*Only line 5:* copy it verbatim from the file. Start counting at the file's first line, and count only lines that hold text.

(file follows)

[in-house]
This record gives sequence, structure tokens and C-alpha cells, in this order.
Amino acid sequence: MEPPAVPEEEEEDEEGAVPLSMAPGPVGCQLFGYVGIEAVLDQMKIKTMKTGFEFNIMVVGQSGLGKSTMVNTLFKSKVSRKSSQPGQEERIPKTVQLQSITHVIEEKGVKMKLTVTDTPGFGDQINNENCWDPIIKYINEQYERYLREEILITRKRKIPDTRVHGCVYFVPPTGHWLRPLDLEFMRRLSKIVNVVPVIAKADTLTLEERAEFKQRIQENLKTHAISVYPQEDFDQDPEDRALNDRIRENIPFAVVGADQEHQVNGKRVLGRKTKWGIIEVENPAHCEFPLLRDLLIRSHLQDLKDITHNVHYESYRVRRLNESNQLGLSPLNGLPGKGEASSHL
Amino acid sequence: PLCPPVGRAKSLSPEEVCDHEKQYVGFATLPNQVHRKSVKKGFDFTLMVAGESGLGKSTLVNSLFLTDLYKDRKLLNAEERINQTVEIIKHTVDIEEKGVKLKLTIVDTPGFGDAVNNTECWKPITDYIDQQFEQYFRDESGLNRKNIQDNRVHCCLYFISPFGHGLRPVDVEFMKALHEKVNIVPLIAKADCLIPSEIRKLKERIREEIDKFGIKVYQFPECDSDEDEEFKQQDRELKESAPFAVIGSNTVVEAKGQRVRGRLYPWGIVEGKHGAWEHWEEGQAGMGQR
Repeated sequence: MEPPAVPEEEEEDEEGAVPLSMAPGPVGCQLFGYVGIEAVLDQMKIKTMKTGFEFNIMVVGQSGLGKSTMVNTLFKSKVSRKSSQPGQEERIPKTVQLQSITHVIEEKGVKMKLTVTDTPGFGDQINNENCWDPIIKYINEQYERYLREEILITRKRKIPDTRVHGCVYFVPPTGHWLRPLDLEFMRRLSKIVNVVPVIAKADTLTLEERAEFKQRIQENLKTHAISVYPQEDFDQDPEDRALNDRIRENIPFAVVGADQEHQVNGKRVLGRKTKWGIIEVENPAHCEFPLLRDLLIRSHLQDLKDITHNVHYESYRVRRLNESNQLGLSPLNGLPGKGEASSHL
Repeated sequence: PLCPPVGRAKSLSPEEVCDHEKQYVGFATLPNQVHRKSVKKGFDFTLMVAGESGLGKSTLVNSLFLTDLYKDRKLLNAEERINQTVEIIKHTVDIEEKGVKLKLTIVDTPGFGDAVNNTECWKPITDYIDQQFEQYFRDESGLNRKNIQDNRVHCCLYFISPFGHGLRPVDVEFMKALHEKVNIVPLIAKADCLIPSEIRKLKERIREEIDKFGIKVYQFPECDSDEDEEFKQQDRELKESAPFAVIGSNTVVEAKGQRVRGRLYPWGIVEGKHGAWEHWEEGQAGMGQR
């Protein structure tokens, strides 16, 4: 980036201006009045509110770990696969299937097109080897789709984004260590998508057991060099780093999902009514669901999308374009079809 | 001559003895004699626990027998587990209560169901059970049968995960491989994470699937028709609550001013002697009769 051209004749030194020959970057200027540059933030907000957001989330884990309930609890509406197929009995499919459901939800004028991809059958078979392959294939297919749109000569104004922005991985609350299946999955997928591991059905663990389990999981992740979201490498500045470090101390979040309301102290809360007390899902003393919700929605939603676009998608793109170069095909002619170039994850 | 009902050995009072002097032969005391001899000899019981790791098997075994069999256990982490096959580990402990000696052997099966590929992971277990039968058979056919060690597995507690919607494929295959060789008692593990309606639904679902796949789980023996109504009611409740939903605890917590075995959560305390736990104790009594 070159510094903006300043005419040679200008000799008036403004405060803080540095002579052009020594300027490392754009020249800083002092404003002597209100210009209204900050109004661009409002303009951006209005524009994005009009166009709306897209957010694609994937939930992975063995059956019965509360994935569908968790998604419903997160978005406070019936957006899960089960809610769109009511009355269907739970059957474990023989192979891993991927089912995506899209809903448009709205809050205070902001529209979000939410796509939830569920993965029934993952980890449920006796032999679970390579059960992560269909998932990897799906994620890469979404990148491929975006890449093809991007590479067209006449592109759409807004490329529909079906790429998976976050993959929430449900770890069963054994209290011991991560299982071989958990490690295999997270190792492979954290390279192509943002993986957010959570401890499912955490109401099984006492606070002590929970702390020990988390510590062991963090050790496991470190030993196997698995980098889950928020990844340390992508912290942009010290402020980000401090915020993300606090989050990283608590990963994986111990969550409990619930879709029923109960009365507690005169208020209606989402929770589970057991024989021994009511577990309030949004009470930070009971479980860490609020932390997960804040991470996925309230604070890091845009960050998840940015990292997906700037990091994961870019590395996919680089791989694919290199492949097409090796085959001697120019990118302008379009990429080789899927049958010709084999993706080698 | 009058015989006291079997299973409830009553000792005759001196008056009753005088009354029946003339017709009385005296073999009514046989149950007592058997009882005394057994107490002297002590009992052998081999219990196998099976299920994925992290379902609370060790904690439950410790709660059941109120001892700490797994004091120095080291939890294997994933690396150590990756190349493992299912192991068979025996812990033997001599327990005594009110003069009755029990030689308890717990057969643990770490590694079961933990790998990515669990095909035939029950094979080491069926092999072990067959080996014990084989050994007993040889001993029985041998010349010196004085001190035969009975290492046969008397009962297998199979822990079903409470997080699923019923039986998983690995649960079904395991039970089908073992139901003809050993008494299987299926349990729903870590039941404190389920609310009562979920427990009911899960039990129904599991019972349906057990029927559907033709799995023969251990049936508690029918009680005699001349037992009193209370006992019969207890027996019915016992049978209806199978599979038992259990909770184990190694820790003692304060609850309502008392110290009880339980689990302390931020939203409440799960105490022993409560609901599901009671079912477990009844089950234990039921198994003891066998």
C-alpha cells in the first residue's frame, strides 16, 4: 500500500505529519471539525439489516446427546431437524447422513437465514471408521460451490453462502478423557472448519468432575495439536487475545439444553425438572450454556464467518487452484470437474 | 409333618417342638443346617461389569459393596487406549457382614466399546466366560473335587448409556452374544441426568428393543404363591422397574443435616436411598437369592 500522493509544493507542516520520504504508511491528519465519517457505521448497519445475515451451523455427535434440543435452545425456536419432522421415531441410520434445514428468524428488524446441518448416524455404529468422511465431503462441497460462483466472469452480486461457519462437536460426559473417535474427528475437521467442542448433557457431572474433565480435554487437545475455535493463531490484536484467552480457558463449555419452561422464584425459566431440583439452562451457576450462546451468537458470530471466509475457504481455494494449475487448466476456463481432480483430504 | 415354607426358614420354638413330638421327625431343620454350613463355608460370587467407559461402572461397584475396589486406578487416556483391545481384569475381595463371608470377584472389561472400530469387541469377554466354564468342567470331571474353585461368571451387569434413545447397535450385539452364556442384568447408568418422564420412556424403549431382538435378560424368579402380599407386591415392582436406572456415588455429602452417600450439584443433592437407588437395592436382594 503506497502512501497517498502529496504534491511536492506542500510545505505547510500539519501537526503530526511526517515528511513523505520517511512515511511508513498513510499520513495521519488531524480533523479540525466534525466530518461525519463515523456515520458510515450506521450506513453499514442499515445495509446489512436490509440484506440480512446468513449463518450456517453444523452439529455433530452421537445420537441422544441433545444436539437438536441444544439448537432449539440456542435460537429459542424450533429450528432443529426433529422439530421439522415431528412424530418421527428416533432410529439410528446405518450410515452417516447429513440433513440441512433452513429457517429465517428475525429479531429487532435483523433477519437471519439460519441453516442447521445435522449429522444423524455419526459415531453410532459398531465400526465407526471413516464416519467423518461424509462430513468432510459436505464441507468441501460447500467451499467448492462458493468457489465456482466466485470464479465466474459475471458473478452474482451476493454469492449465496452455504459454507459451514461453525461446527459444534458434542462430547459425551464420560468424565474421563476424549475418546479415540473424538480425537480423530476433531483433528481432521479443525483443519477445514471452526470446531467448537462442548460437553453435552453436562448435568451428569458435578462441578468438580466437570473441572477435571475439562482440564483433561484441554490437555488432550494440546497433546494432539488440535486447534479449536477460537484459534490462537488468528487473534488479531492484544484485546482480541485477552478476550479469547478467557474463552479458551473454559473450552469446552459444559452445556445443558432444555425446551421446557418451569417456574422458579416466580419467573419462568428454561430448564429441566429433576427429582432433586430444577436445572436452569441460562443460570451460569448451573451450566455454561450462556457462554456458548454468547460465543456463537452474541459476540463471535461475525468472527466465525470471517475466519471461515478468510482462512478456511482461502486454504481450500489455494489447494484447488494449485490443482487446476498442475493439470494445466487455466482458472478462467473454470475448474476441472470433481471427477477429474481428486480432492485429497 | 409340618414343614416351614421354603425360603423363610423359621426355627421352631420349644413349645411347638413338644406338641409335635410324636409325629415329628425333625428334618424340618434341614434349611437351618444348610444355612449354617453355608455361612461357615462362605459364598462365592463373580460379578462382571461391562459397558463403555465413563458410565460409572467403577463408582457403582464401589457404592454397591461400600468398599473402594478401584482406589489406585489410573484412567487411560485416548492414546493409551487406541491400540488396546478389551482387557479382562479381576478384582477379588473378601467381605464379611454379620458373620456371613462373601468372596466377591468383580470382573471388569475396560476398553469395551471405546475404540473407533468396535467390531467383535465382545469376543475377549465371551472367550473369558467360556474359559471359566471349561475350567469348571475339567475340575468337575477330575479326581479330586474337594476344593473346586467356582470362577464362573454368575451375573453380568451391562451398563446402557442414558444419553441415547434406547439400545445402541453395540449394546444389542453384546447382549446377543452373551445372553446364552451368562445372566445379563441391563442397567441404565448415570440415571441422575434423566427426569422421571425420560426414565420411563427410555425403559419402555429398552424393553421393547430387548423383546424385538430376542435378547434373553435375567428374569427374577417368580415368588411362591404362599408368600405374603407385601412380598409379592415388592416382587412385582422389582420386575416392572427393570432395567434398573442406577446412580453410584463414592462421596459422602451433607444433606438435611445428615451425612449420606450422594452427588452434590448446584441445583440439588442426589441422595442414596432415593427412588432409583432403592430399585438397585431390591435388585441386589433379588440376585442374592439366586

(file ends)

Repeated sequence: MEPPAVPEEEEEDEEGAVPLSMAPGPVGCQLFGYVGIEAVLDQMKIKTMKTGFEFNIMVVGQSGLGKSTMVNTLFKSKVSRKSSQPGQEERIPKTVQLQSITHVIEEKGVKMKLTVTDTPGFGDQINNENCWDPIIKYINEQYERYLREEILITRKRKIPDTRVHGCVYFVPPTGHWLRPLDLEFMRRLSKIVNVVPVIAKADTLTLEERAEFKQRIQENLKTHAISVYPQEDFDQDPEDRALNDRIRENIPFAVVGADQEHQVNGKRVLGRKTKWGIIEVENPAHCEFPLLRDLLIRSHLQDLKDITHNVHYESYRVRRLNESNQLGLSPLNGLPGKGEASSHL